“The Music Man” Revival – Hugh Jackman as Professor Harold Hill Can Scam Me Any Day

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Dear Hugh Jackman – PLEASE keep doing Broadway shows – particularly musicals.

I’ve gotten a lot of questions if the current revival of The Music Man is worth seeing? After all, some NYC critics gave it very mixed reviews.

Yes, it is worth seeing, even with Broadway ticket prices. Is it a perfect production? No. I’ll tell you why later.

Yet, I had a terrific time.

It has one major asset: It stars Hugh Jackman. I admit to being a Jackman fan since I first saw The Boy from Oz.

He is a consummate performer; he can get an audience eating out of the palm of his hand. He can sing and dance up a storm and still look like he’s having a great time. The charisma and the talent are there.

Despite my quibbles about some of the elements of the production, I would go see it again in a heartbeat. Jackman is THAT good.

Yet, I do have complaints about some choices director Jerry Zaks made.

The opening number isn’t one of them. It is staged traditionally with all the salesman talking shop on the train until one or two complain about the salesman Harold Hill. When the train stops in River City, Iowa, Hill rises from his seat and announces he will try his luck in Iowa.

In case you have never seen the show or the movie, The Music Man is one of the classic musicals of the 1950s. It tells the story of “Professor” Harold Hill who arrives in River City, Iowa on July 4, 1912, and convinces the population that their young people are in terrible trouble that can only be solved by a boys’ band.  They can purchase the instruments and uniforms from him; he will give the boys lessons. It is all a con; he knows nothing about music and plans to leave town when the uniforms arrive.

In short order, he is trying to romance the local librarian/piano teacher and cozying up to the Mayor’s wife.

I will assume you can guess the final curtain.

The original production and movie starred Robert Preston who revitalized a career that had been limited to supporting film roles. He was magnificent in the role. Playing Marion, the librarian/piano teacher was the wonderful Barbara Cook.

Meredith Willson wrote the book, lyrics and music. It was, he said, based on his small hometown in Iowa. He wasn’t an unknown – he had been a musician, a bandleader/sidekick on radio, and had written many songs including “It’s Beginning to Look a Lot Like Christmas” and “May the Good Lord Bless and Keep You.”

It is a joyful musical, with a score that you can hum.

What are the good things besides Jackson? Overall, the supporting cast is excellent. Jefferson Mays as the Mayor, Jayne Houdyshell as his wife Eulalie and Shuler Hensley as Marcellus (Hill’s former sidekick), now gone straight. Mays makes the most of a small role – the Mayor mostly blusters and confuses words. Houdyshell keeps Eulalie from being two pretentious and Hensely doesn’t play Marcellus only for laughs.  The two children – Benjamin Pajak who plays Marion’s much younger brother and Kayla Teruel as one of her piano students – are delightfully natural.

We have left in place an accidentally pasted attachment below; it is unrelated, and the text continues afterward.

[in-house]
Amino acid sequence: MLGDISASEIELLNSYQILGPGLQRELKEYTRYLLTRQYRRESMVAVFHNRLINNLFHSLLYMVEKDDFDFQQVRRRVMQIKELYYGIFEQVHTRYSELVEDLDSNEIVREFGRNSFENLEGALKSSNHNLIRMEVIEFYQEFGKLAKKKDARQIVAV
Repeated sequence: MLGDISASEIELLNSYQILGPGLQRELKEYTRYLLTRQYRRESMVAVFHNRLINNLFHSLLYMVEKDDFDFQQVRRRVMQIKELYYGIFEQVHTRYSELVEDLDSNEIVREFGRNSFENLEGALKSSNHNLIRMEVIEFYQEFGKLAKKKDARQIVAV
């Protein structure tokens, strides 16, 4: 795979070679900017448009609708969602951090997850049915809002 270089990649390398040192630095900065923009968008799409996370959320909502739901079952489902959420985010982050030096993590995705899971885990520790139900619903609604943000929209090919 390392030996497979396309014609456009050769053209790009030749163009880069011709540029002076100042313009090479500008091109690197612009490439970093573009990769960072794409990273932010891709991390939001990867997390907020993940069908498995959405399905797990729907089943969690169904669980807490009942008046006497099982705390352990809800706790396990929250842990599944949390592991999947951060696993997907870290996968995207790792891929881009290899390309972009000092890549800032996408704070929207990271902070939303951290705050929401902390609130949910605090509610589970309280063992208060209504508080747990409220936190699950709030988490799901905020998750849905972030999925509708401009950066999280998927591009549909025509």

The choreography by Warren Carlyle incorporates some of the dances and rhythms of the period. It shows off Jackson’s skills and those of Sutton Foster who plays Marion.

I enjoyed the scenic and costume design by Santa Loquasto as well as the lighting by Brian MacDevitt and sound by Scott Lehrer. A special mention to Campbell Young Associates who were responsible for the wigs. Mrs. Shinn’s was a marvel.

Now the downsides. First, Sutton Foster is a great talent. I have enjoyed her in all her shows. But here she is seriously miscast.  Her voice can’t really handle the music, even with keys being lowered. You can hear the strain for the higher notes and the shift between her upper and lower registers sounds rough. The interpretation of the role was also one-dimensional. Marion is a practical woman or perhaps just disillusioned on the outside but a romantic on the inside. Foster only really gives us the outside of Marion. Even when she sings “Goodnight, My Someone” and “My White Knight” you don’t feel the longing.

Several cast members seem too old for their roles. If Marion’s mother is also the mother of Winthrop who is just seven years old, she can’t look as though she is 60. Marie Mullen handles the role well but her costumes, wigs, etc. make her look way too old. In fact, Foster looks too old, as well. It’s unlikely that Marion (who looks in her 30s) would have a brother that young.

While Gino Cosculluela is a terrific dancer and fine in the role of Tommy Djilas who is courting the mayor’s teenage daughter and helping Hill, he also looks well into 20s.

Zaks has managed to overextend some numbers (“Shipoopi” for example which opens act 2),but he has also short changed others. “The Sadder and Wiser Girl” and “Til There Was You” are rushed through. Plus, he has put Jackson and Foster center stage in almost everything. “Shipoopi” really should feature Hensley as Marcellus but Jackson and Foster take over.

“My White Knight” is the quintessential song of longing: Marion telling us what her dream of an ideal mate would be. I know the song was rewritten scores of times during the show’s progression to Broadway, (there were even rumors that another composer did some of it), but I have no idea what version Zaks and music director Patrick Vaccariello used. There is a minuscule credit line saying “additional lyrics by Marc Shaiman and Scott Williams.” If they are responsible for turning this beautiful ballad into more of a patter song, I have lost all respect for them.

After reading about all my complaints, you may wonder why I recommend the show so highly. Easy. Hugh Jackman and more Hugh Jackman, the glorious score and the sweetly romantic story.

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